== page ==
References of "KENDLER, D.L"
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See detailThe risk of subsequent osteoporotic fractures is decreased in subjects experiencing fracture while on denosumab: results from the FREEDOM and FREEDOM Extension studies
Kendler, D.L.; Chines, A.; Brandi, M.L. et al

in Osteoporosis International (2019), 30(1), 71-78

Summary: This post-hoc analysis queried whether women experiencing fracture on denosumab indicates inadequate treatment response or whether the risk of subsequent fracture remains low with continuing ... [more ▼]

Summary: This post-hoc analysis queried whether women experiencing fracture on denosumab indicates inadequate treatment response or whether the risk of subsequent fracture remains low with continuing denosumab. Results showed that denosumab decreases the risk of subsequent fracture and fracture sustained while on denosumab is not necessarily indicative of inadequate treatment response. Introduction: This analysis assessed whether a fracture sustained during denosumab therapy indicates inadequate treatment response and if the risk of a subsequent fracture decreases with continuing denosumab treatment. Methods: In FREEDOM, a clinical trial to evaluate the efficacy and safety of denosumab, postmenopausal women with osteoporosis were randomized to placebo or denosumab for 3 years. In the 7-year FREEDOM Extension, all participants were allocated to receive denosumab. Here we compare subsequent osteoporotic fracture rates between denosumabtreated subjects during FREEDOM or the Extension and placebo-treated subjects in FREEDOM. Results: During FREEDOM, 438 placebo- and 272 denosumab-treated subjects had an osteoporotic fracture. Exposure-adjusted subject incidence per 100 subject-years was lower for denosumab (6.7) vs placebo (10.1). Combining all subjects on denosumab from FREEDOM and the Extension for up to 10 years (combined denosumab), 794 (13.7%) had an osteoporotic fracture while on denosumab. Of these, one or more subsequent fractures occurred in 144 (18.1%) subjects, with an exposure-adjusted incidence of 5.8 per 100 subject-years, similar to FREEDOM denosumab (6.7 per 100 subject-years) and lower than FREEDOM placebo (10.1 per 100 subjectyears). Adjusting for prior fracture, the risk of having a subsequent on-study osteoporotic fracture was lower in the combined denosumab group vs placebo (hazard ratio [95% CI]: 0.59 [0.43–0.81]; P = 0.0012). Conclusions: These data demonstrate that denosumab decreases the risk of subsequent fracture and a fracture sustained while on denosumab is not necessarily indicative of inadequate treatment response. [less ▲]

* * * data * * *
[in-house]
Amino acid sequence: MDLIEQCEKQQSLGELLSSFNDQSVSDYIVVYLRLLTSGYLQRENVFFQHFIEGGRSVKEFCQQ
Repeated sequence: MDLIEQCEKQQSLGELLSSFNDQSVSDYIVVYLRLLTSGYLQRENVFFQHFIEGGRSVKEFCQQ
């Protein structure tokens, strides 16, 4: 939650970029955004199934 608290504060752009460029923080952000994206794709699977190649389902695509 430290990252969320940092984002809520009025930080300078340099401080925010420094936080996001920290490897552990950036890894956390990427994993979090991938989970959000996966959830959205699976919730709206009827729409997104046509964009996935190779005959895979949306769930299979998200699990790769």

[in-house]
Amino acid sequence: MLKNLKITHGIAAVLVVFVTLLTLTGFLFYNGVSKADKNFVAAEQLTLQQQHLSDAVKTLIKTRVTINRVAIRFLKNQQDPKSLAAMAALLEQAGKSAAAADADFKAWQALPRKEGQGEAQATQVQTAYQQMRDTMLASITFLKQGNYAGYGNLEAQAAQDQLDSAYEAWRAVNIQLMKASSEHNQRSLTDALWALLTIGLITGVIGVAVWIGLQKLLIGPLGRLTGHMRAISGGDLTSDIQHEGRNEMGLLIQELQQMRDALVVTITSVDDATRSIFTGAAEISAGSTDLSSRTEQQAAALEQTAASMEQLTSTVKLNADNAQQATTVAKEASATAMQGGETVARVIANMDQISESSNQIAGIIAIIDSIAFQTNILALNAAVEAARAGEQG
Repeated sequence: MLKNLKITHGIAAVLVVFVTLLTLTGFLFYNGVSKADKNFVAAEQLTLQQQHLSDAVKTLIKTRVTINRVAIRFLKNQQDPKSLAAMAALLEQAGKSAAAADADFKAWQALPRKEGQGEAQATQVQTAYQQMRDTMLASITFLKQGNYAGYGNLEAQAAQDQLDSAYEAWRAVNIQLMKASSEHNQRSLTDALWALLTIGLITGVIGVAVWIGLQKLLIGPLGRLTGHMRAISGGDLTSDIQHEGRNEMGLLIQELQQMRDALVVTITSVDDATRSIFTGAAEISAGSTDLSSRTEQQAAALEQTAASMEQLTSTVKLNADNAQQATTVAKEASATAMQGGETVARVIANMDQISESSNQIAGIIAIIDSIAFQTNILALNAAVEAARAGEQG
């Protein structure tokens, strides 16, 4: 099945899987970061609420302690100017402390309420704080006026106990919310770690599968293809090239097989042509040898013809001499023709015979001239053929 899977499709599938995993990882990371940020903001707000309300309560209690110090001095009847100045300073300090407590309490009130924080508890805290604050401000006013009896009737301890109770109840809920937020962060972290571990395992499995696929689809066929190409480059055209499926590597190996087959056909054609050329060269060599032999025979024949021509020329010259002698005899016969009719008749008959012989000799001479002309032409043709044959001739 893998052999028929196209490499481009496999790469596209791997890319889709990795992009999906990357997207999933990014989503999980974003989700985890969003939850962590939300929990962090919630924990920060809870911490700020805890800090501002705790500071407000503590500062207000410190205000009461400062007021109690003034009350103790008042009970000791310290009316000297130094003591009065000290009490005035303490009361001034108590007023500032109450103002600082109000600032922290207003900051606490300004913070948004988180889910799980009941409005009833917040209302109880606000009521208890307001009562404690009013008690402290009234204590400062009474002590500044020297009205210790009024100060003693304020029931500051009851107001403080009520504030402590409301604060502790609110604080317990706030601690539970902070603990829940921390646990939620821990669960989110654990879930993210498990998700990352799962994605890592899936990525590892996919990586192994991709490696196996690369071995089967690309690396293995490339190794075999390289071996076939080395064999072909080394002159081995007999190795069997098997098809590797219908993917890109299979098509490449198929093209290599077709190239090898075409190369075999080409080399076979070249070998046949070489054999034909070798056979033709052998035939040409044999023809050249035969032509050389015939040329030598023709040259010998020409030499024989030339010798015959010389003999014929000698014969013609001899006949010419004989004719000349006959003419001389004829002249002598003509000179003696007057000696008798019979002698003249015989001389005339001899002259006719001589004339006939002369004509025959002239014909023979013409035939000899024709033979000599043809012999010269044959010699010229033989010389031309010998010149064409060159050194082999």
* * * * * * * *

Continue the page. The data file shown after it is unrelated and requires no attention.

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See detailRecommendations for the conduct of economic evaluations in osteoporosis: outcomes of an experts' consensus meeting organized by the European Society for Clinical and Economic Aspects of Osteoporosis, Osteoarthritis and Musculoskeletal Diseases (ESCEO) and the US branch of the International Osteoporosis Foundation
Hiligsmann, Mickaël ULiege; Reginster, Jean-Yves ULiege; Tosteson, A.N.A. et al

in Osteoporosis International (2019), 30(1), 45-57

Summary Economic evaluations are increasingly used to assess the value of health interventions, but variable quality and heterogeneity limit the use of these evaluations by decision-makers. These ... [more ▼]